“It has been owned by a local family, a corporation, a celebrity and finally a group of locals who took their name, the Royal Players, from the theater’s marquee,” Berry writes. “What’s now the Royal began its life when Wallace Kauffman, a native of Princeton in Dallas County, started working for Alice Wooten, owner of Independent Motion Pictures Theater. The IMP theater had been built on the site of what’s now the Royal, opening on Jan. 14, 1922. Kauffman ran the film projectors at the IMP. There were two screens, one upstairs and one downstairs, allowing two films to be shown at one time.
“The IMP was an independent establishment until 1936, when the business was sold to the forerunners of what would become United Artists. Kauffman ran the business alone until 1949, when a new deal with the parent company allowed United Artists to handle all bookings and record keeping. Their own trained projection engineers ran the machines. Kauffman remained the theater manager. Theaters in Malvern, Arkadelphia and Magnolia signed similar deals with United Artists. After the marquee and large electronic Royal sign were added, the IMP became known as the Royal.”
Kauffman closed the theater for remodeling in 1949. The seating was increased from 590 to 800, and the lounge and foyer were doubled in size.
“The front facade was designed by architects Frank Ginocchio and Ed Cromwell, who also designed the Royal in Little Rock,” Berry writes. “The Royal in Benton reopened on May 12, 1949, with showings of the Jimmy Stewart classic ‘You Gotta Stay Happy.’ The Kauffman family continued to run the Royal for generations. In 1974, Wallace Kauffman died, leaving the Royal to his son, Warren, who managed it until his retirement in 1986. Warren’s son, Randy, then took over. Randy managed the family business for 10 years before it sold it to actor and comedian Jerry Van Dyke in the late 1990s.
“Van Dyke purchased a couple of shops around the theater, creating a candy shop on one side of the Royal and a restaurant called Jerry Van Dyke’s Soda Shop on the other. In 2000, Van Dyke turned control of the Royal over to a group of thespians known then as the Central Arkansas Community Players. The name was changed to the Royal Players. They began running and maintaining the theater, repurposing it for live theater. The Royal was added to the National Register of Historic Places on Sept. 27, 2003.”
On our walks around town, my grandmother would point out sites such as the Shoppach House, the Gann House and Dr. Dewell Gann’s office.
The Shoppach House at 508 N. Main St. was the home during the Civil War of a Confederate soldier named James Shoppach. It was later used by occupying Union troops.
“The Shoppach House was built by German immigrant John William Shoppach in 1852,” Berry writes. “The bricks used to build the house and its well were made on site. Shoppach was born in Hessen, Germany, and immigrated to the United States in 1834, eventually making his way to present-day Saline County, where he built his family homestead in Benton. Shoppach’s wife, Sibby Pelton Shoppach, was born in Illinois and had migrated to Arkansas in 1818. After building his home at Benton in 1852, Shoppach was elected county clerk of Saline County. He maintained his post until his death in 1861 when he was 52.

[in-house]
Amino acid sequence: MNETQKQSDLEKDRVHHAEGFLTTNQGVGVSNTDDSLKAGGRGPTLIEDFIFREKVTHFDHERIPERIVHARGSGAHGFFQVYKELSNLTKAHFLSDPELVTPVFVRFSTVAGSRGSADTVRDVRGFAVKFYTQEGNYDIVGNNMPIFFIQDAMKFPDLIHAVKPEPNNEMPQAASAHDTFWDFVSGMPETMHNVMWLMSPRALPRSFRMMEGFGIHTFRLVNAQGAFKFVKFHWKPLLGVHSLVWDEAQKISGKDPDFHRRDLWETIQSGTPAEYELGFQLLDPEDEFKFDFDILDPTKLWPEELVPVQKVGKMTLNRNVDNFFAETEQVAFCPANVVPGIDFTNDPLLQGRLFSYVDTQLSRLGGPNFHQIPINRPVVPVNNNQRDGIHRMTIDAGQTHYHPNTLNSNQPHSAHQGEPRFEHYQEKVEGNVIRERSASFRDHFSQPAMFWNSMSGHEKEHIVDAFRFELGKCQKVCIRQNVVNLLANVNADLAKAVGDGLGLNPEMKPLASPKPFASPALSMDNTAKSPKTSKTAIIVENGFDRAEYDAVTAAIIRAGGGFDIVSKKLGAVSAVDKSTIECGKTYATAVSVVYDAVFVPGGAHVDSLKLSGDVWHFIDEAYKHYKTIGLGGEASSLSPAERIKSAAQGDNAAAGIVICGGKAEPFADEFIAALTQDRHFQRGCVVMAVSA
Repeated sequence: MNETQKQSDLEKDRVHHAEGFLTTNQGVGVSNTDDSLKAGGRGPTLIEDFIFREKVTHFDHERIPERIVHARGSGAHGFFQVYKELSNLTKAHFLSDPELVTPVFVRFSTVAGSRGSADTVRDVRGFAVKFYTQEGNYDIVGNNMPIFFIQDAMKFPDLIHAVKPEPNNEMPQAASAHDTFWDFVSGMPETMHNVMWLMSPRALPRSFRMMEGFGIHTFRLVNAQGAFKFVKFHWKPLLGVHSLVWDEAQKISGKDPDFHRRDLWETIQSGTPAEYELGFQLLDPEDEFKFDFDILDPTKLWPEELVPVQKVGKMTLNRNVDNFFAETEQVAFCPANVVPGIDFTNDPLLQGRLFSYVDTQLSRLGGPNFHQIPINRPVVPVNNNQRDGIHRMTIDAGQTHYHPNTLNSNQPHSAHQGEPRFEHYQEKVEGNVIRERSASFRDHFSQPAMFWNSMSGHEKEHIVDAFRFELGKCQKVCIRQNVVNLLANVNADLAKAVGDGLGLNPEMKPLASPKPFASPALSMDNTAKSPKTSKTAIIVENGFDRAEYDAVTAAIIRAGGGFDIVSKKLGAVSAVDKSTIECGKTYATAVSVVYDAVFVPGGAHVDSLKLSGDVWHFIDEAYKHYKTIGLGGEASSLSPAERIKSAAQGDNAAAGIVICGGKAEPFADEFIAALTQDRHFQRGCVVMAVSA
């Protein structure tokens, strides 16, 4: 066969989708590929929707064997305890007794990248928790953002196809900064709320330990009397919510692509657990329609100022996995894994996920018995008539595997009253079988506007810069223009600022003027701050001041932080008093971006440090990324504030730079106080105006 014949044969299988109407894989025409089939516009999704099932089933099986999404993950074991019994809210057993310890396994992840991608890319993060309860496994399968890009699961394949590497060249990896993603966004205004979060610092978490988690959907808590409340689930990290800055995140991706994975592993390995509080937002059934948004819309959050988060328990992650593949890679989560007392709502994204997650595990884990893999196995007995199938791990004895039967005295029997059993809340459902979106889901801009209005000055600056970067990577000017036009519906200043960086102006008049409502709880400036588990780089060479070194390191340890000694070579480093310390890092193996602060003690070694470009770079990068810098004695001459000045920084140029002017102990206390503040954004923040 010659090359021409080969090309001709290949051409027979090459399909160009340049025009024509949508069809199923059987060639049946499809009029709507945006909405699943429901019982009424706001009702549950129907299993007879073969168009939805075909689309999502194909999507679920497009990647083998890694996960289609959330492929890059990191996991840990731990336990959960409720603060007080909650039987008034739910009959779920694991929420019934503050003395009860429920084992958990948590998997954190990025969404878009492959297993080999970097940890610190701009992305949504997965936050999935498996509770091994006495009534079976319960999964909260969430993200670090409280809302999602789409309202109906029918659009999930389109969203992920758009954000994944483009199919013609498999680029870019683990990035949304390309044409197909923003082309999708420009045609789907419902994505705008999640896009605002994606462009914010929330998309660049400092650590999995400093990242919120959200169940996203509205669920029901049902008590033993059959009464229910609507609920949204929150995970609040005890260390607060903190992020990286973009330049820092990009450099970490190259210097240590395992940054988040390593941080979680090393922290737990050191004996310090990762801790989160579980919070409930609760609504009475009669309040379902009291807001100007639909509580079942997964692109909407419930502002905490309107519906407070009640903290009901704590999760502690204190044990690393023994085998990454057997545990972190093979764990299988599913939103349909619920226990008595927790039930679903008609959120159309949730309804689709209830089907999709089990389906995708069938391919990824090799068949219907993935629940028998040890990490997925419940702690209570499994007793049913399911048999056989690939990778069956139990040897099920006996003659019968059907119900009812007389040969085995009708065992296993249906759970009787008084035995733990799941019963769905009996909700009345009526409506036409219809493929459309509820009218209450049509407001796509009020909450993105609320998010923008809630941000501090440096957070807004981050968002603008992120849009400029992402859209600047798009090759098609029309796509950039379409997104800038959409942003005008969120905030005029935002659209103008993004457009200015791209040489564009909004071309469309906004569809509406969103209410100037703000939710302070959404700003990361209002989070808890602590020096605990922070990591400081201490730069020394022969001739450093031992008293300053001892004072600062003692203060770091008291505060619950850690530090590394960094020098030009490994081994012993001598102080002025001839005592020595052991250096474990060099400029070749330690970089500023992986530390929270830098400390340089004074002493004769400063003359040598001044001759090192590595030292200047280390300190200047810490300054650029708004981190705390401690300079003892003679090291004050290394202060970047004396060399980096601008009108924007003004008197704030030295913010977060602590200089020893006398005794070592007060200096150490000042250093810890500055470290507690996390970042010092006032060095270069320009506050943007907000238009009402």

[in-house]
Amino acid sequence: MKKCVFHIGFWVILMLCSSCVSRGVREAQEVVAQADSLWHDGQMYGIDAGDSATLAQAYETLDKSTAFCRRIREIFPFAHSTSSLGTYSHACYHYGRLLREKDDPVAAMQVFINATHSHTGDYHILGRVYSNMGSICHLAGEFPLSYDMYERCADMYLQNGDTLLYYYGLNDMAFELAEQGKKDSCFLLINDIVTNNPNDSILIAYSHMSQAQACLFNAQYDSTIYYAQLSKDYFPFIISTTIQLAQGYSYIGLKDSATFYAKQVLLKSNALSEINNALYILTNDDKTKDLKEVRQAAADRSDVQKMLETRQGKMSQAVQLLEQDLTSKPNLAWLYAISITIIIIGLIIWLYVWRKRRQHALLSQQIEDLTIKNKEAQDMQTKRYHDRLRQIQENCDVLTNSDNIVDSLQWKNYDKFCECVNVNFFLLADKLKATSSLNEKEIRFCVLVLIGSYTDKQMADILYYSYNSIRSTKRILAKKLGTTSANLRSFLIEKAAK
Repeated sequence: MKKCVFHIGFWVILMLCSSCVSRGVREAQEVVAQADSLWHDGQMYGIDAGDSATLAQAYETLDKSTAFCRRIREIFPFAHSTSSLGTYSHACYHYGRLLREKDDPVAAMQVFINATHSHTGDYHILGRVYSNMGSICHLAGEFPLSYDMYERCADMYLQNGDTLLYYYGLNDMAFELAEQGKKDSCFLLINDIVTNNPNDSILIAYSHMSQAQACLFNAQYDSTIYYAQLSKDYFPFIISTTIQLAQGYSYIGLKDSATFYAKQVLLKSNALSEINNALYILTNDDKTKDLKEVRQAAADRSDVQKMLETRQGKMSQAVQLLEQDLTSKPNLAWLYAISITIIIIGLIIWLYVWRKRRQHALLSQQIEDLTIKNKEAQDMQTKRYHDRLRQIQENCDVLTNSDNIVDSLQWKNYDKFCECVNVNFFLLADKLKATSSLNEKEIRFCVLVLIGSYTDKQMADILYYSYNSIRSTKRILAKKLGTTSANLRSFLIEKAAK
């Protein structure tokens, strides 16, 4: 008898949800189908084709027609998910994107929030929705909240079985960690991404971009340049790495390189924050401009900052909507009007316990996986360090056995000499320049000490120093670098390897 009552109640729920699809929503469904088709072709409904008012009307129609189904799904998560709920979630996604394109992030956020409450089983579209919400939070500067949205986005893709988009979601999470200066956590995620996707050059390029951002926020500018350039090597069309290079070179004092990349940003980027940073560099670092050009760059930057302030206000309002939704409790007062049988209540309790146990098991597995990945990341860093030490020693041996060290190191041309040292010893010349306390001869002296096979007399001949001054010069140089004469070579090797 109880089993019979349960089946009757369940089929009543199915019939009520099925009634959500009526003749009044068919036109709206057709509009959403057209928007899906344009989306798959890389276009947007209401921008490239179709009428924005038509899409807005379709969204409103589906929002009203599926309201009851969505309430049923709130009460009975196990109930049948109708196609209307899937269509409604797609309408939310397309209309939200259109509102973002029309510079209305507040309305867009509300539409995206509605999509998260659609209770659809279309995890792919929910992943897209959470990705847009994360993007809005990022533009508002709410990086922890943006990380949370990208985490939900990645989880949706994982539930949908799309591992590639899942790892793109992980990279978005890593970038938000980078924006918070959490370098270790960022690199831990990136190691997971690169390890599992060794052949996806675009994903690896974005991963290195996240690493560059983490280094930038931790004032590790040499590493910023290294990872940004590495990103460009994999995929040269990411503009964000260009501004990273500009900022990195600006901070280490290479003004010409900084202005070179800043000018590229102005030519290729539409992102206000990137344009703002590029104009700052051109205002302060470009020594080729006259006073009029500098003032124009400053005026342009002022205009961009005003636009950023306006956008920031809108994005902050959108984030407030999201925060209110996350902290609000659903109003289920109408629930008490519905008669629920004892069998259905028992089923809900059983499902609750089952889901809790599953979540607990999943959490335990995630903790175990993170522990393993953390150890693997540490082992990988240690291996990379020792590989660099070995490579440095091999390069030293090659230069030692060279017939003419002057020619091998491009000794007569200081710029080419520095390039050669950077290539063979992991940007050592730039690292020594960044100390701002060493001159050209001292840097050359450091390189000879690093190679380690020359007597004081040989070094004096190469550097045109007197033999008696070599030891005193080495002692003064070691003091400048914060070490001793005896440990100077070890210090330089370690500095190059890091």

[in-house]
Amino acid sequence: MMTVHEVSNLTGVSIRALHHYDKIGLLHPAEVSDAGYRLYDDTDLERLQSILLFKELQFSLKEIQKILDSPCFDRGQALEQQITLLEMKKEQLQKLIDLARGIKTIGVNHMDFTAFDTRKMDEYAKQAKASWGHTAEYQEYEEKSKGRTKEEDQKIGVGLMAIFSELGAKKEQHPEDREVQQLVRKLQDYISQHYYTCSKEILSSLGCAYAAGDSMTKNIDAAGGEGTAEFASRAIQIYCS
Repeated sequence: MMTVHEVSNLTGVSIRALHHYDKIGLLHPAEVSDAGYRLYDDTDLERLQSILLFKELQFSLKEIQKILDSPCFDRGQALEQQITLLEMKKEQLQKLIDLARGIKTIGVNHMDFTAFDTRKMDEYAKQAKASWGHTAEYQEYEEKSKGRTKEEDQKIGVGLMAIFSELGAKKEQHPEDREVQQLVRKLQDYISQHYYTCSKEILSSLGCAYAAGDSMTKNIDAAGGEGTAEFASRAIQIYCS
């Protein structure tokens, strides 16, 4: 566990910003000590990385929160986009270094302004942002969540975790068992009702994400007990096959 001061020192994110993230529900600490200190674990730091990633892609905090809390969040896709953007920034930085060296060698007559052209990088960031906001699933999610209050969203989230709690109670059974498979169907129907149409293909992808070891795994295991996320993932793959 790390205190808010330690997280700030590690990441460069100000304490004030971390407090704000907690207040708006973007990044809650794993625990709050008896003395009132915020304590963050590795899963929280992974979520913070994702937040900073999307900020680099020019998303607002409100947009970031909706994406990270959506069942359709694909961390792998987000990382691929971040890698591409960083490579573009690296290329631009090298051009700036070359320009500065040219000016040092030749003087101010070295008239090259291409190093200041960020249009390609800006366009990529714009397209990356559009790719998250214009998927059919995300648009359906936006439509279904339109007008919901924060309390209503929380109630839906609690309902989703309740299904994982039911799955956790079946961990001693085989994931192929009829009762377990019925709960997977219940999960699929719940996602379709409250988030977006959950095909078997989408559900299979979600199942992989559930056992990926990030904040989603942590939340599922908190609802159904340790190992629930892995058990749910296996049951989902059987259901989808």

“The structure continued to house up to five generations of the Shoppach family until 1959, when the house and grounds were sold to David Demuth. The Saline County Art League organized fairs in which handcrafted items were sold to raise funds for the restoration and maintenance of the house and its historic grounds. In 1962, the Saline County Art League had the Pilgrim Rest Church building moved to the grounds of the Shoppach House. A sign above the church’s entrance says it was established in 1833. Pilgrim Rest Church had been located just west of Little Rock, where it had been a beloved landmark. On the Shoppach House grounds, the building was reused as the Saline County Art Center. The Art League used the Shoppach House and its outbuildings to showcase various items of historical value.”
Ownership of the home was transferred to the Saline County Art League in 1974 at a cost of just $10. The Shoppach House was added to the National Register of Historic Places in October 1975. By May 1980, renovations were finished, and the home had been furnished with period-accurate furniture.
“The Shoppach House is in the American Colonial style with the structure composed of brick-and-mortar walls and wooden window frames,” Berry writes. “The front features two multi-paned glass windows on each side of a front entrance made up of pained double doors and a small porch.”
The nearby Gann House reportedly had the first indoor bathrooms in the city. It was constructed in 1895 in the Queen Anne style as the residence of Dr. Dewell Gann Sr. and his family. Gann had been born in 1863 in Georgia. He graduated from Southern Medical College at Atlanta in 1886 and moved to Benton in 1889, where he married the daughter of Benton Courier owner Samuel Whitthorne.